The investment climate in Croatia is improving, but other countries are growing faster than us, and they are becoming more desirable and more competitive for investors. Currently, the Croatian diaspora remittances are higher that foreign investments in Croatia, it was said at the panel “How to attract new investments” held in Zagreb, reports Poslovni.hr on February 24, 2019.
Jako Andabak, a member of the Executive Board of the Croatian Employers’ Association and chairman of the Sunce Group Supervisory Board, said that some problems are actually changing for the worse. But what is constant is the non-functional bureaucracy and unresolved land-legal issues.
Goran Pauk, president of the Croatian County Association, believes that the state is too centralised and that it should work toward decentralisation. But he also warned that there is a need for constant communication between the central government and local self-government units in order for the legislation to meet the needs of people.
“Building permits are issued quickly, within eight days, if all the documentation is in order. However, many of the Adriatic counties are burdened with unresolved property issues, legalisation and similar problems that make it difficult to enforce a quick administrative procedure,” said Pauk.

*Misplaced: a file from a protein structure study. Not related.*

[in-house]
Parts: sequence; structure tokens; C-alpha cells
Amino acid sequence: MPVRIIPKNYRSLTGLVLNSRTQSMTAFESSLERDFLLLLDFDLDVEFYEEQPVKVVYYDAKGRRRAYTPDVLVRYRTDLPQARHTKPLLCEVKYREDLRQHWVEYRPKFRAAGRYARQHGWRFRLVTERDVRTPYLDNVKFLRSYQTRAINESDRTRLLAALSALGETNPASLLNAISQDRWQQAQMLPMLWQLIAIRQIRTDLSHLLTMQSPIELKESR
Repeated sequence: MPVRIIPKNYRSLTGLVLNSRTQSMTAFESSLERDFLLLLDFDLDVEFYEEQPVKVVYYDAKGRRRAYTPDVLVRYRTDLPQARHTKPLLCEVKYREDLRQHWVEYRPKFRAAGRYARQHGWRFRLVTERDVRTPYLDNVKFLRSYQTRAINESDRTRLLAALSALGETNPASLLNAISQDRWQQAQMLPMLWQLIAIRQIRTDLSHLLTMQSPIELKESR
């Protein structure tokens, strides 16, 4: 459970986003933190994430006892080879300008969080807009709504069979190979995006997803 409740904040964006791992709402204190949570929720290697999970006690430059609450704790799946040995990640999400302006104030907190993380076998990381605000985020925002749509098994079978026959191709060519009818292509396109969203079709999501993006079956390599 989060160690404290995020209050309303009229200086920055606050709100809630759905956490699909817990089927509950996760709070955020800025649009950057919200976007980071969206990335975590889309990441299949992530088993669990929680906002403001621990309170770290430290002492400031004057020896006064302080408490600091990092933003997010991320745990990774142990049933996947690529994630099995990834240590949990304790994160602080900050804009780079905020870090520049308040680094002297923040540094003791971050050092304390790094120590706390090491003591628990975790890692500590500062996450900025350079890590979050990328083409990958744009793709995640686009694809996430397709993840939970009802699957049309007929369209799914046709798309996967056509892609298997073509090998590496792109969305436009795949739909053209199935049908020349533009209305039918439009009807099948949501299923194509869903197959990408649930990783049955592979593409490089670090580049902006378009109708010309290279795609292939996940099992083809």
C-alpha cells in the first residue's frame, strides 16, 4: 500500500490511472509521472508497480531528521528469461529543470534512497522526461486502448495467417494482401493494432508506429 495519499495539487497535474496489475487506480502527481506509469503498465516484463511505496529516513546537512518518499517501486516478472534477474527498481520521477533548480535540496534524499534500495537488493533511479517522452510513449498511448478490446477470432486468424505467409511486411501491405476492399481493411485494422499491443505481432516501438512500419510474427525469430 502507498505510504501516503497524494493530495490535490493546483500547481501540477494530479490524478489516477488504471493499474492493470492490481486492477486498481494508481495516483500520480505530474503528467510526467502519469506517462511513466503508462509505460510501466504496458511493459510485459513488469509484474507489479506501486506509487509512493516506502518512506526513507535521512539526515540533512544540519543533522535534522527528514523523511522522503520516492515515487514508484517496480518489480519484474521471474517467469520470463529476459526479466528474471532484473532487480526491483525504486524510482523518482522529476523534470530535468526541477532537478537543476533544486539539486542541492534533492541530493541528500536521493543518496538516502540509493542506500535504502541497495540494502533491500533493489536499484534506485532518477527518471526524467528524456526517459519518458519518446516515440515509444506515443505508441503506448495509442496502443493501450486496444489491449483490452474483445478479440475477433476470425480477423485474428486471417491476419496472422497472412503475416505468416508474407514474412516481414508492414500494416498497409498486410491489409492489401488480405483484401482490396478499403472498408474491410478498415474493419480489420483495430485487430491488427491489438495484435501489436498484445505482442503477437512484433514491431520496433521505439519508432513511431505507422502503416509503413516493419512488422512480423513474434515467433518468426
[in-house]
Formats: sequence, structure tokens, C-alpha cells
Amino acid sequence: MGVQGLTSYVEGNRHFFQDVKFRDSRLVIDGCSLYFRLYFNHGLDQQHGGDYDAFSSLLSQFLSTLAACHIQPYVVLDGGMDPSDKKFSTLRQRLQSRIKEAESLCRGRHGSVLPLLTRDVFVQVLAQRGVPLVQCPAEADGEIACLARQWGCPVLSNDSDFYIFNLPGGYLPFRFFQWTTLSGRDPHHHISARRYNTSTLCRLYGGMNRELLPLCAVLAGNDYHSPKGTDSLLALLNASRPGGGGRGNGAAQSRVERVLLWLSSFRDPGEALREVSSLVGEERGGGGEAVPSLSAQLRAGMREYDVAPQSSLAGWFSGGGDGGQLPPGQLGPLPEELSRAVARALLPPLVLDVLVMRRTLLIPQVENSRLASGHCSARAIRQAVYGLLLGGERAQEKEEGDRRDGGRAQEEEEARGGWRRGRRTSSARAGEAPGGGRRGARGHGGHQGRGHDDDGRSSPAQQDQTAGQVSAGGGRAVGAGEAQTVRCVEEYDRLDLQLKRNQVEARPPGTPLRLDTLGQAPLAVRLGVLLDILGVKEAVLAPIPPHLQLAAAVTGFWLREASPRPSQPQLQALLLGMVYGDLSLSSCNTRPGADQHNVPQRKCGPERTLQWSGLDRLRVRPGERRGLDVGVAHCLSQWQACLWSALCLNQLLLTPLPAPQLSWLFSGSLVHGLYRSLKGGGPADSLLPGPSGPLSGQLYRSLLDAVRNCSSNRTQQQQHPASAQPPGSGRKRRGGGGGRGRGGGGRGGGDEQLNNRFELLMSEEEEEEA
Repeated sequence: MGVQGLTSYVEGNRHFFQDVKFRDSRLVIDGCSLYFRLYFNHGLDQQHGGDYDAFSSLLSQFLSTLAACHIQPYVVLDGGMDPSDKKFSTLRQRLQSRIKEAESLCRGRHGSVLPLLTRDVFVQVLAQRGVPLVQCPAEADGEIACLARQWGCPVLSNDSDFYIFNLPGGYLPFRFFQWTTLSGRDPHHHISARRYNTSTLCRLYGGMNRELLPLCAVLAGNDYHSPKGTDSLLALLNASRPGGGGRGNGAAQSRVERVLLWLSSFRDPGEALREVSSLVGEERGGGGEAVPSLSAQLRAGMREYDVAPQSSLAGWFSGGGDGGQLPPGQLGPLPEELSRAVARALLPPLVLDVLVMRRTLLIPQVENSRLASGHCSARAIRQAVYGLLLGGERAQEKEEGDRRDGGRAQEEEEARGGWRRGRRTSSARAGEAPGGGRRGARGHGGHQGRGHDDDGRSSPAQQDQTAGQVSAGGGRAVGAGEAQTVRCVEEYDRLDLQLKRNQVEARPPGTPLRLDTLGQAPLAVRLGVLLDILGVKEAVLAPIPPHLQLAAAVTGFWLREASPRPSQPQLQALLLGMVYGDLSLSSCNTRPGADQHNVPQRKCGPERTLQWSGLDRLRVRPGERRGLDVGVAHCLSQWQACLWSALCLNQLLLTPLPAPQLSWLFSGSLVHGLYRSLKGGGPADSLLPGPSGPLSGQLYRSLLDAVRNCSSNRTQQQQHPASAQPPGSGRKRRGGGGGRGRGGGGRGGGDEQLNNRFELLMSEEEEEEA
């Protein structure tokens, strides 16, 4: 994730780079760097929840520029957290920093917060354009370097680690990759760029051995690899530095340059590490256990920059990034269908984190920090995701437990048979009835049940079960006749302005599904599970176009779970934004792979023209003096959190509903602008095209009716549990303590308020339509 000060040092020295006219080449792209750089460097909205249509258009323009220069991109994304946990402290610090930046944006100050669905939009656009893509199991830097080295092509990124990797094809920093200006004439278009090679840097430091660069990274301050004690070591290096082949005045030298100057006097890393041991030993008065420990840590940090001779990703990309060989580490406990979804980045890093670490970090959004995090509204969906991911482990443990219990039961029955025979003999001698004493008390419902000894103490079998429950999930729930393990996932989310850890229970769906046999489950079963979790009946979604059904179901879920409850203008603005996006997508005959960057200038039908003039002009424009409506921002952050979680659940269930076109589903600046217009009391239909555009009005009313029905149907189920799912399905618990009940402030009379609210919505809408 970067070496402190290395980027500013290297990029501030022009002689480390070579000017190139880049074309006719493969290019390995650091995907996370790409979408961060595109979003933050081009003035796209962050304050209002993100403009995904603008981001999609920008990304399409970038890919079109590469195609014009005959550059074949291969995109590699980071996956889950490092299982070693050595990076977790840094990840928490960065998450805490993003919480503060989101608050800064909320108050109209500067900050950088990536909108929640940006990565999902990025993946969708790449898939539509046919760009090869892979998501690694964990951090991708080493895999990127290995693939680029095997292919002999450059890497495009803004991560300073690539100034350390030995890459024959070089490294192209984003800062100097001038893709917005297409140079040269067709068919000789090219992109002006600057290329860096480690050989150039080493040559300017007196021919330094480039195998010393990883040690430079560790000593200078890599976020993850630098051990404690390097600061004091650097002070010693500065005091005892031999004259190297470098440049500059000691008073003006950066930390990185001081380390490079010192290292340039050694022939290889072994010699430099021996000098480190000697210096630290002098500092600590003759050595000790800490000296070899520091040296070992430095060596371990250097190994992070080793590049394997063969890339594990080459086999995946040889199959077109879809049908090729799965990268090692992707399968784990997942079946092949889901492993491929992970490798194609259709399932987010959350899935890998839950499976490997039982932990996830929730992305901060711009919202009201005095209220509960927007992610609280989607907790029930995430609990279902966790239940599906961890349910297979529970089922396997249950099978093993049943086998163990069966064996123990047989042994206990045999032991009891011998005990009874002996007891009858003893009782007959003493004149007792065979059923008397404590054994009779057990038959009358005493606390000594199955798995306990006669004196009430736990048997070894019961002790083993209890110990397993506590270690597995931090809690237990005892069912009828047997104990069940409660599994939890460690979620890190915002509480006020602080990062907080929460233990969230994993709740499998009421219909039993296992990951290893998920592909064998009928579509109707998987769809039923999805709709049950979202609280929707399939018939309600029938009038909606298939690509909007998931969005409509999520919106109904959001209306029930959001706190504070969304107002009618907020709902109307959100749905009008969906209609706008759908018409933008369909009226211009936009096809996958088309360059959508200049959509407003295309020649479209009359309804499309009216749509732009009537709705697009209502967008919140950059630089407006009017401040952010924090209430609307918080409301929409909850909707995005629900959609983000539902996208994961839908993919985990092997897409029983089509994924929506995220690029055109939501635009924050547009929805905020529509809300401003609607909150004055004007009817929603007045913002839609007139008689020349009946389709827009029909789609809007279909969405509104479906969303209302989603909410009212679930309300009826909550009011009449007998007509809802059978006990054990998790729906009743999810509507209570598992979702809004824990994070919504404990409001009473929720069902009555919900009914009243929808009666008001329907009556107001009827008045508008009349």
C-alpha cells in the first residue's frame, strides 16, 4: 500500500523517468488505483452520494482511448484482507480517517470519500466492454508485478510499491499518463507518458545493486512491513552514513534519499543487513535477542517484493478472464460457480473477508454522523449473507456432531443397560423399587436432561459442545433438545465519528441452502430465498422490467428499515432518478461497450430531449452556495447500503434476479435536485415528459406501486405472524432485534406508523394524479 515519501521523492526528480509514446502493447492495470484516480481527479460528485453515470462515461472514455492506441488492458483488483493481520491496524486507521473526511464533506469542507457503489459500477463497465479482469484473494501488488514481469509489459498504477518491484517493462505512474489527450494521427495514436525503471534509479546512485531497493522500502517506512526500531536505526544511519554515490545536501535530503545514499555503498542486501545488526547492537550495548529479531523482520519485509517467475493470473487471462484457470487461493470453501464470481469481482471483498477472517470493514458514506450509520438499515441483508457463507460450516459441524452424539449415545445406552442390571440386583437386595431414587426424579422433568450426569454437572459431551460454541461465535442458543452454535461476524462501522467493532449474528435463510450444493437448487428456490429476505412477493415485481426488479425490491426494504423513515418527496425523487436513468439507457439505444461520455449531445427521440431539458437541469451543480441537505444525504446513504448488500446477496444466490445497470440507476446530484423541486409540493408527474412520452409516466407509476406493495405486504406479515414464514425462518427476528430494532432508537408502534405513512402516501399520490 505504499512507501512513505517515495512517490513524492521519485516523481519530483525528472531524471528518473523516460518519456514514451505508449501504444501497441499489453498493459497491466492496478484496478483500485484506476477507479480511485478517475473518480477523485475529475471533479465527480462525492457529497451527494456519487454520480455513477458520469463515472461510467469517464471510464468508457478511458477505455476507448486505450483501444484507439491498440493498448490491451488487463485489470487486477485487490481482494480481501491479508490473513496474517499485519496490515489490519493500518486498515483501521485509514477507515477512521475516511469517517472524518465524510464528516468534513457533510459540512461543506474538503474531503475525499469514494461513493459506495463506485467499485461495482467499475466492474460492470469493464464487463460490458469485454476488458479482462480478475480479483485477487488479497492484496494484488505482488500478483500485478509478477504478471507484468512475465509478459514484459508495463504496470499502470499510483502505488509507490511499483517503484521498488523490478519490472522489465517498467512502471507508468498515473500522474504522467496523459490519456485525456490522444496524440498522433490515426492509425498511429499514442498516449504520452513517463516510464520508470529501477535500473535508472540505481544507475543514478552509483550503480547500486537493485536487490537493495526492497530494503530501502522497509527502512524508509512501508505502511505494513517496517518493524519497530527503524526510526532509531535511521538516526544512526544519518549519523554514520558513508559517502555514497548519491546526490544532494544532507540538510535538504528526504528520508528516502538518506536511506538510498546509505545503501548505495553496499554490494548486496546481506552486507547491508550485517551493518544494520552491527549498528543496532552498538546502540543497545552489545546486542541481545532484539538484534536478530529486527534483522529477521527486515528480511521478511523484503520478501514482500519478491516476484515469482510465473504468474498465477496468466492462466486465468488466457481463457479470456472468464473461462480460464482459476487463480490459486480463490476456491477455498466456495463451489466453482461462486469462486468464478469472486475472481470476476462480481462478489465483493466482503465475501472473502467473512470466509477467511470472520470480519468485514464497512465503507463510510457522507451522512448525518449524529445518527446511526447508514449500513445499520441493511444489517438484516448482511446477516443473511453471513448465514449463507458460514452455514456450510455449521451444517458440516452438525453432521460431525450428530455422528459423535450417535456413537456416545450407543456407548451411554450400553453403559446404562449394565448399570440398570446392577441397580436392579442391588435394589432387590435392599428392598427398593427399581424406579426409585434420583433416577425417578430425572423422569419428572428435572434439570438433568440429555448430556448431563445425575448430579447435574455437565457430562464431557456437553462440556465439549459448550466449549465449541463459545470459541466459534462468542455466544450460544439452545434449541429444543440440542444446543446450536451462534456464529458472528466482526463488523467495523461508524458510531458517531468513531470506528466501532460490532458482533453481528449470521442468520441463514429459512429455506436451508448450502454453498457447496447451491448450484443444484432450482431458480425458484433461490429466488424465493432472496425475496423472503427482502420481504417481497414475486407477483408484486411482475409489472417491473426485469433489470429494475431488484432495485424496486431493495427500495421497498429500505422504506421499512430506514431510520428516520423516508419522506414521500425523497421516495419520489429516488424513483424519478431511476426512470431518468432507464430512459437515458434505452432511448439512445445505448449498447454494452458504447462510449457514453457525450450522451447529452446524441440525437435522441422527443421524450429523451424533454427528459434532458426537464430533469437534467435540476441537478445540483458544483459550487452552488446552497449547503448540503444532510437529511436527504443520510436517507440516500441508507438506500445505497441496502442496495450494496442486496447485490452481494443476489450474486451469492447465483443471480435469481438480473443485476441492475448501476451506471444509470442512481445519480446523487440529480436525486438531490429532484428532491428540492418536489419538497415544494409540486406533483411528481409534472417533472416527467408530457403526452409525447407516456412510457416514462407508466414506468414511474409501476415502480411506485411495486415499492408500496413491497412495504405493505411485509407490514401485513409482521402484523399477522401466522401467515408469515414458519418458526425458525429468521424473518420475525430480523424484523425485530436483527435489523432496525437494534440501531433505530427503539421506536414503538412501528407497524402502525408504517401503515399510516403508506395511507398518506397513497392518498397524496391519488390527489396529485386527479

Mladen Fogec, the president of the Association of Foreign Investors in Croatia, warned that Croatia was reforming very slowly. “We have long ago transformed from socialism into a market economy, but socialism has not left our heads even after 30 years. The fact that the current focus of our economy and politics is the shipbuilding problem, and not what will happen in 5 or 10 years, is enough to tell us where we are. And with regards to the investment climate, it is enough to say that the remittances sent by Croatian diaspora are higher than foreign investments. The remittances reach the amount of two billion euro annually, while the investments do not exceed 1.7 billion,” said Fogec.
Christoph Schoefboeck, the CEO of Erste Bank, pointed out that Croatia has progressed and that they see it through cooperation with their clients, mostly small and medium businesses. “The problem is that Croatia is growing, but too slow. Other countries are growing better and faster. I am sure that Croatia could rise by 15 to 20 positions in the investment rankings in just a year or two,” said Schoefboeck. One of the measures proposed is that all investors in Croatia should be treated as strategic investors.
Translated from Poslovni.hr (reported by Darko Bičak).
More news about Croatian diaspora can be found in the dedicated section.